"I'm not really sure why you're being downvoted here. Goes with the territory, I suppose."
Np, up votes or not it is the discussion which contributes. And I am enjoying this discussion.
As for the tax vs theft, I guess you could look at it from a moral point of view (which as we agree is a poor argument) but also from an action point of view. It is exactly the same action with the same consequences but treated differently. Essentially it is ok for one to do it but not anybody else. With the increasing move to enhanced stealing or more efficient stealing by expanding the rules to include not only tax evasion but also the legal practice of avoidance making the perfectly legal and intentional right to not give more than is due illegal. The law seems to be becoming as flexible as morals (especially as they become more reactionary and emotional) which sounds like a regression to a time before greater democracy and equal rights.
As it happens, I do not accept that looking at the issue from a moral viewpoint is a poor argument. There are two alternative premisses here: either you accept the belief that you have inalienable property right in your self, or The State has an inalienable property right in your self. The former premise is freedom and the latter slavery. If you accept the premise that you possess the right to your body and the fruits of its labours, then taxation, forcible removal of your property, is theft. If the latter, then The State has the right to go even so far as to determine the "proper" amount of revenue raising its slaves engage in as in the example I gave where the ATO forced me to pay interest on money I owed them even though they and I knew I would never earn the amount they had determined.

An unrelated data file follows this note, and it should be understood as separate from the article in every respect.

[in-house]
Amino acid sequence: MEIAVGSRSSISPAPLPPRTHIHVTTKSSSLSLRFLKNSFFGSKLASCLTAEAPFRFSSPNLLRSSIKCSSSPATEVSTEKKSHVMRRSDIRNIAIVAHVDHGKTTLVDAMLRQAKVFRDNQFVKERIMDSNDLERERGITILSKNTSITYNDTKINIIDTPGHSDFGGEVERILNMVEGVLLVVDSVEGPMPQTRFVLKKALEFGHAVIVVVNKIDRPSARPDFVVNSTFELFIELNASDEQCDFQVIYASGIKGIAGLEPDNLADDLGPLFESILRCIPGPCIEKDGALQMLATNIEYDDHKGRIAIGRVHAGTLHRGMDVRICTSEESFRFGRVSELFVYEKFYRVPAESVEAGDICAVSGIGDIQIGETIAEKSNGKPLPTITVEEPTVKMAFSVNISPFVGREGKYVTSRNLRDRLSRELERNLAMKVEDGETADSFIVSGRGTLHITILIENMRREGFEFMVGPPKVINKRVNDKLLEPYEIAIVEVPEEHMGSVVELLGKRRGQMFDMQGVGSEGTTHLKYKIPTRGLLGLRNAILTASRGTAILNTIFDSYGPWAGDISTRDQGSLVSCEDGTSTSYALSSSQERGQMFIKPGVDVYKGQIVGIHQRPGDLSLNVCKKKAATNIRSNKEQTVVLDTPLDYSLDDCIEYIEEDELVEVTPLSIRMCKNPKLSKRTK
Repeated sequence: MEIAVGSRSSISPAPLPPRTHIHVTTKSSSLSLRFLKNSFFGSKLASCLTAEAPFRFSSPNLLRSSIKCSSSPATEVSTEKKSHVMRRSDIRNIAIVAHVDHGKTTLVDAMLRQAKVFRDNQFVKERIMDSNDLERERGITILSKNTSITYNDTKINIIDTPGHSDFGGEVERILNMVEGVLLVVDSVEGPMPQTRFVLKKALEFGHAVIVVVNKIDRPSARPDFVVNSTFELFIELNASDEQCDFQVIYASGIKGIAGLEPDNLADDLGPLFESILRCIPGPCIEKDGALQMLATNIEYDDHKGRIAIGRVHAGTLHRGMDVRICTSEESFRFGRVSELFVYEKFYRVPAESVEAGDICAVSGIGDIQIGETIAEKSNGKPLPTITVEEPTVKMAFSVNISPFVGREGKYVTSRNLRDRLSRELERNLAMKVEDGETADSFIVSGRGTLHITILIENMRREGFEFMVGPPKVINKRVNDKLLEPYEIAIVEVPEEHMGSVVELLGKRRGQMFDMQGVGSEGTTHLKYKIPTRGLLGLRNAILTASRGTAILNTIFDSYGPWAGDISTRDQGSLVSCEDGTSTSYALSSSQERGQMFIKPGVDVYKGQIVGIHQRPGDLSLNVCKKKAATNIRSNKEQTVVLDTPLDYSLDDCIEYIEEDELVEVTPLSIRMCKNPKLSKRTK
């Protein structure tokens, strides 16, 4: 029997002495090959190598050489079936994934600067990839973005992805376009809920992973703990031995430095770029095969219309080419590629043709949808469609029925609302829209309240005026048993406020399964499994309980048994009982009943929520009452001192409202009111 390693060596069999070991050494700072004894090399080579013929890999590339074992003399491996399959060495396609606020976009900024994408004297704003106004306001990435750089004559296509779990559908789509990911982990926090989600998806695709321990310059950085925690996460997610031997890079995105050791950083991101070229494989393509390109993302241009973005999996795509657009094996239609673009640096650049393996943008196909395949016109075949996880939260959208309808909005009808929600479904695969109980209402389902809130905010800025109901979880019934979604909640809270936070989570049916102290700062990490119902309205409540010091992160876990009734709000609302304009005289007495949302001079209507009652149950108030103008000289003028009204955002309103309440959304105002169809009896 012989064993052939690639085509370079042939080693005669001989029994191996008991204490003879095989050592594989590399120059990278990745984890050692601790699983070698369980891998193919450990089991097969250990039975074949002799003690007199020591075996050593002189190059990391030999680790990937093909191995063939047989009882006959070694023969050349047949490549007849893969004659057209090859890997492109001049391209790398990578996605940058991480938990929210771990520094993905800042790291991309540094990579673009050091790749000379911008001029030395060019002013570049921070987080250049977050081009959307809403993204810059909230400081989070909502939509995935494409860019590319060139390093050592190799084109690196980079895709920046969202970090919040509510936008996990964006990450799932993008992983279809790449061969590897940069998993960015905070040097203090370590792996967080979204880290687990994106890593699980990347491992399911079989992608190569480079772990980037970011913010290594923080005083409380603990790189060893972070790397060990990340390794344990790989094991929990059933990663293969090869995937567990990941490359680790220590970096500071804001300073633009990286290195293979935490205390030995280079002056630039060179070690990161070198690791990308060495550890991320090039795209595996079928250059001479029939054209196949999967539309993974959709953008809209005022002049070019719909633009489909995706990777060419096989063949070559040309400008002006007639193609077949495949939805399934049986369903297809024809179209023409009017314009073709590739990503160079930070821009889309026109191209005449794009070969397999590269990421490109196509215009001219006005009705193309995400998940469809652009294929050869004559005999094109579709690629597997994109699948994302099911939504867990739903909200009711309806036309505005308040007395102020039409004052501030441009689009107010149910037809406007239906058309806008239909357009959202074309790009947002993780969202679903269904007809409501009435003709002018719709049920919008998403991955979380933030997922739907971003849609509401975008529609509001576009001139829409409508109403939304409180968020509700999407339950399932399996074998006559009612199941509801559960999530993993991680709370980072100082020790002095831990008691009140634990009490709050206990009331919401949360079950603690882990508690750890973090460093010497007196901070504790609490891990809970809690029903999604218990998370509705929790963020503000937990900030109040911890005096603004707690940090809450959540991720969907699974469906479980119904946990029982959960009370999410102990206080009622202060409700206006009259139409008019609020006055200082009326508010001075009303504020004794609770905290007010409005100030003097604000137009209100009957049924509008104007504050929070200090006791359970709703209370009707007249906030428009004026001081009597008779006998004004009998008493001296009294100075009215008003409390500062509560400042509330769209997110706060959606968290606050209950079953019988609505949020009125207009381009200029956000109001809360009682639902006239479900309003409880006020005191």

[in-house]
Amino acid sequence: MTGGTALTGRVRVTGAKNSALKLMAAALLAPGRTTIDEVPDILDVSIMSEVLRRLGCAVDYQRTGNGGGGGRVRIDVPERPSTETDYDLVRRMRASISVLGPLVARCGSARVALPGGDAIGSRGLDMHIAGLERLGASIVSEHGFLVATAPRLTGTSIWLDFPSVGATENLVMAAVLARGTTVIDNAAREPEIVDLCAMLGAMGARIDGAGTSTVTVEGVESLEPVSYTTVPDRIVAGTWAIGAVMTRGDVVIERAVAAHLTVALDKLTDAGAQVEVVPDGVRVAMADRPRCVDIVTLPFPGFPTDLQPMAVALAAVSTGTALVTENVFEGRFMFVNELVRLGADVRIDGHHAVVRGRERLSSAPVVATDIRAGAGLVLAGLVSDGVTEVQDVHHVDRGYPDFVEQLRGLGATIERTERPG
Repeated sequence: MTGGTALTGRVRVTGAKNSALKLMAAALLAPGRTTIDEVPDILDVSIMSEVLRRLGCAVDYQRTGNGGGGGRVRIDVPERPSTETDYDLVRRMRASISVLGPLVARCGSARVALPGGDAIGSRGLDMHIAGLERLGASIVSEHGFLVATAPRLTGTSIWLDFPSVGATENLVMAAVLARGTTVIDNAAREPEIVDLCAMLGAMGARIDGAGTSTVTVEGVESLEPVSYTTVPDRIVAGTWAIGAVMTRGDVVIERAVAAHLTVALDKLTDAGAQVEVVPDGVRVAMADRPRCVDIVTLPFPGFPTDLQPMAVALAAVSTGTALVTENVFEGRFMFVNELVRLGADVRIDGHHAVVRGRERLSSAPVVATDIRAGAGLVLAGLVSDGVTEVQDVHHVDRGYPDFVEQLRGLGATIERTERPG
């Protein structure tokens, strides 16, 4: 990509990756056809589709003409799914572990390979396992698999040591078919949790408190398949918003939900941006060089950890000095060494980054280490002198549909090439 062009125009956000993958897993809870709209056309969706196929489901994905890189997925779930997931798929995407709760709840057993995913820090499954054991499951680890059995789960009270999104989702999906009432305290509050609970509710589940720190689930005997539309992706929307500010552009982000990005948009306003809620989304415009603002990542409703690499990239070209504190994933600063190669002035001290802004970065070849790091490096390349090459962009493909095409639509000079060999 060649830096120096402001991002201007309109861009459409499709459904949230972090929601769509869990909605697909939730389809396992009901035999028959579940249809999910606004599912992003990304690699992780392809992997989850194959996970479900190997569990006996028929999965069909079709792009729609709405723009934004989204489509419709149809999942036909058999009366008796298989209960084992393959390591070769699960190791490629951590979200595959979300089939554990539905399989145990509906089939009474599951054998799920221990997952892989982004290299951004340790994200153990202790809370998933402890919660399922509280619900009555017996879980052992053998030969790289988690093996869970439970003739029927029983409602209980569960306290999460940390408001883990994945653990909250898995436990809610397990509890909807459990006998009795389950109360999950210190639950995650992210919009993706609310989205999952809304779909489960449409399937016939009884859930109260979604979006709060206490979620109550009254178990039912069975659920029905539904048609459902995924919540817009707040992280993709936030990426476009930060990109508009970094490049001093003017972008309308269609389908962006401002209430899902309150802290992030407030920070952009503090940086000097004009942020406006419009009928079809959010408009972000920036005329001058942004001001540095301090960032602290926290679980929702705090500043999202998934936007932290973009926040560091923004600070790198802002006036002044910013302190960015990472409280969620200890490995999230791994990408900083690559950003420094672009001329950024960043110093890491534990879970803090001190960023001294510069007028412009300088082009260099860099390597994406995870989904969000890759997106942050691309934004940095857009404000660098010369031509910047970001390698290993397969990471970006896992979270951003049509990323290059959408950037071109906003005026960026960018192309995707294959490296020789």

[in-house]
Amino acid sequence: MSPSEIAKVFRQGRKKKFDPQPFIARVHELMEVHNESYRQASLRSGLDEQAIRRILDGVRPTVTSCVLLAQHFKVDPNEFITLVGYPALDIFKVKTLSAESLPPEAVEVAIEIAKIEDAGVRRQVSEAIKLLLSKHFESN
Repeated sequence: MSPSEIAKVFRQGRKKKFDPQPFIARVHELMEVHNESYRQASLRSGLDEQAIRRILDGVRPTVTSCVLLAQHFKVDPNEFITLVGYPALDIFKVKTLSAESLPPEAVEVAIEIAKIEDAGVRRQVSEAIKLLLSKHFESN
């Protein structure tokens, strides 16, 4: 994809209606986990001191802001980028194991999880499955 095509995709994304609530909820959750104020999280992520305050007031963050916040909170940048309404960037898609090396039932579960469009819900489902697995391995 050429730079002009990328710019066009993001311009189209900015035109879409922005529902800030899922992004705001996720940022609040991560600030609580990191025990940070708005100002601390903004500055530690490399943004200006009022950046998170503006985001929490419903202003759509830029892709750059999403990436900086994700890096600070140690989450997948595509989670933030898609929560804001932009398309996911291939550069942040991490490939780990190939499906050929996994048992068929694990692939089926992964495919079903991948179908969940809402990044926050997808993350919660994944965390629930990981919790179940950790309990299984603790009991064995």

[aside] The chief reason I had decided to wind up my business was in order to build my dream home. It cost me ~$AU170,000 and will shortly be put on the market for ~$AU490,000. Only 50% of capital gains are taxed here in the Land of Under, thus I would pay ever so much less tax than I would have earning $AU320,000. But since it is my principle place of residence I don't even have to pay capital gains tax. Had I earned the money to build to the original builder's quote and borrowed from the bank the I would also have needed to pay income tax and bank interest. It's a great system if you can accumulate sufficient capital and understand how the economy works. Not so great for wage-slaves.
I miss being born English working class like I'd miss an extra hole in my head. [/aside]
@ Pompous Git
"As it happens, I do not accept that looking at the issue from a moral viewpoint is a poor argument."